A fully connected world isn’t as far off as you might think. Gartner says 5.5 million new “things” are being connected every day, and by 2020, there will be 21 billion connected devices in the market.
Connectivity has its perks, but it also has risks. Automated data sharing on an “Internet of Everything” scale is an invitation to hackers, especially when security isn’t built into every connected device.
As ZDNet writer Danny Palmer explains, even your connected teapot is at risk. But it’s not really about hacking your teapot – it’s about using your teapot as a way into your network and right to your financial data, health records, identity information, and whatever else hackers deem profitable. And the risk doesn’t stop at data—physical safety is also at risk. There have already been reports of connected car hacks.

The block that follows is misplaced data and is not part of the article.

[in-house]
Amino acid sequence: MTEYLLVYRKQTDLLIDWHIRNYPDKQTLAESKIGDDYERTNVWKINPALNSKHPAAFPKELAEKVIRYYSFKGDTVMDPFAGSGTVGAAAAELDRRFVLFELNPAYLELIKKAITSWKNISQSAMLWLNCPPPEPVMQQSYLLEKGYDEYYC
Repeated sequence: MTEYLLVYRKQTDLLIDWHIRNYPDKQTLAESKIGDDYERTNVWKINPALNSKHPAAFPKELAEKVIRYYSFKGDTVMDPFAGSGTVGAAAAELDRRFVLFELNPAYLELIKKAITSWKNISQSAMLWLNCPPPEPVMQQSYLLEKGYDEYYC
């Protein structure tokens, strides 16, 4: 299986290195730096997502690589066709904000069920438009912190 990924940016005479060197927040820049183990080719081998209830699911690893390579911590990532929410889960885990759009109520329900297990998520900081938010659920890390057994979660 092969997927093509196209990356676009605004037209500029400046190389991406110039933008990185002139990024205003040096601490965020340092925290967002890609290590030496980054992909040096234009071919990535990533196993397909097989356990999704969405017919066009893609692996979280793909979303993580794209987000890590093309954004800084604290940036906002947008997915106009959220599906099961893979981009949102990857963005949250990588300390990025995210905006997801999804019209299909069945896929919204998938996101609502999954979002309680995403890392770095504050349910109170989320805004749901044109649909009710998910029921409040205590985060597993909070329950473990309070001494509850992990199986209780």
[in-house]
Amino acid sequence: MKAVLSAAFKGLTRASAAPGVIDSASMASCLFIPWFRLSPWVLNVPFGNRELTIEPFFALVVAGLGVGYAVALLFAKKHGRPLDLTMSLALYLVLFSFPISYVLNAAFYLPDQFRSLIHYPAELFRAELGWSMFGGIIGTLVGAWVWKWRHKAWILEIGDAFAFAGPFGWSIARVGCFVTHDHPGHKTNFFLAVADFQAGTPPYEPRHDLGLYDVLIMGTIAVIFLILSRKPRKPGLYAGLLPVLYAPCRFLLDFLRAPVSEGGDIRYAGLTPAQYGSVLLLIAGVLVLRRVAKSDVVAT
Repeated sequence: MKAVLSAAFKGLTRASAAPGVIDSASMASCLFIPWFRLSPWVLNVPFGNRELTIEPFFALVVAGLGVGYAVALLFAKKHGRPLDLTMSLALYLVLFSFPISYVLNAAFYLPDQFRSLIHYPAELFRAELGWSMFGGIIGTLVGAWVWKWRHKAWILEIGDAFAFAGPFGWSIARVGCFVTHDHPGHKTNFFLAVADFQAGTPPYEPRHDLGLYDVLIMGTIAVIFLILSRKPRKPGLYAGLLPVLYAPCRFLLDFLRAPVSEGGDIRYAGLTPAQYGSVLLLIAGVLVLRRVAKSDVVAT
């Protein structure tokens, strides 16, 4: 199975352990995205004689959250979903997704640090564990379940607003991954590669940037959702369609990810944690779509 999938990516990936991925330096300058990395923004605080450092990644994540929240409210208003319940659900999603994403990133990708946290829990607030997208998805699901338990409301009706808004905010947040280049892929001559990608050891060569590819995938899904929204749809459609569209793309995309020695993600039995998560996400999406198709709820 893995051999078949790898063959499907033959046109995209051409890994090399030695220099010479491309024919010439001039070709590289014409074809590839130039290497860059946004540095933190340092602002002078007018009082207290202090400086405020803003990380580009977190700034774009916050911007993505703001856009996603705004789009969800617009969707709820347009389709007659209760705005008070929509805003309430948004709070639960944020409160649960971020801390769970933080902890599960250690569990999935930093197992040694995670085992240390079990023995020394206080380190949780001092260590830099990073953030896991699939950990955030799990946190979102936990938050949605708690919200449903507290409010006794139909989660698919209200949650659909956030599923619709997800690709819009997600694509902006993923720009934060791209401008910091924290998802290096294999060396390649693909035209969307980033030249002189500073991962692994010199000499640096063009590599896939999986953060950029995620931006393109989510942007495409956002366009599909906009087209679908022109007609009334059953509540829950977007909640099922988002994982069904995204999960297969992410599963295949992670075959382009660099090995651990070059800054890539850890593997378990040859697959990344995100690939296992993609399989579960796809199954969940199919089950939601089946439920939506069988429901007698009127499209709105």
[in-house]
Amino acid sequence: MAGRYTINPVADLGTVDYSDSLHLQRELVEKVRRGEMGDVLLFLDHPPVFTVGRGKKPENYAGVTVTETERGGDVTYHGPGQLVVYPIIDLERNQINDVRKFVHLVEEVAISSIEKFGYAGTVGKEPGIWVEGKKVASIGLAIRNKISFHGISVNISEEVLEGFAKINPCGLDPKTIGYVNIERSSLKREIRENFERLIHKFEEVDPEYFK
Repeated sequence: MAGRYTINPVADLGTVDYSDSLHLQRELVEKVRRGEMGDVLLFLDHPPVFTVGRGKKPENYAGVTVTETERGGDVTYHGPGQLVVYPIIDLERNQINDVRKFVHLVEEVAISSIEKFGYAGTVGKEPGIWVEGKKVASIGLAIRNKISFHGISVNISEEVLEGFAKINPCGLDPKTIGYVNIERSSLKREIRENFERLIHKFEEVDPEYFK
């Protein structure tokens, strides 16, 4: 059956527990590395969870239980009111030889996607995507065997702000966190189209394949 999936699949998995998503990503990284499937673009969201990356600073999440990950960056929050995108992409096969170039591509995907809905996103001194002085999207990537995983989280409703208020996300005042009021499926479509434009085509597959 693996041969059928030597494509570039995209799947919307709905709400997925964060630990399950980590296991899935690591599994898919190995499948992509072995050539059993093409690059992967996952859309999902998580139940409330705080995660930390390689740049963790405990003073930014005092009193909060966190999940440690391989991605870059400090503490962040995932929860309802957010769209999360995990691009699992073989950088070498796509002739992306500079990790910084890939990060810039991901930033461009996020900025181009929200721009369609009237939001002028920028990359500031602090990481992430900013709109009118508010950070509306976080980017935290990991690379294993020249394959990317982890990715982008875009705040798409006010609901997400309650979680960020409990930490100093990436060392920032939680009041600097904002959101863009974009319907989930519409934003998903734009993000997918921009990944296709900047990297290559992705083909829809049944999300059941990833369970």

There is no room to be lax in securing data and IoT devices. As the number of connected devices grows, so does the potential threat for a massive IoT breach. Palmer’s conclusion is a call to action—the industry as a whole needs to make security a priority, which is something the Smart Card Alliance’s Internet of Things Security Council is doing.
The council brings together stakeholders from different industries and backgrounds to work together to solve the privacy and security problems facing IoT. If you’re interested in becoming a member of the Smart Card Alliance, you can find membership information here.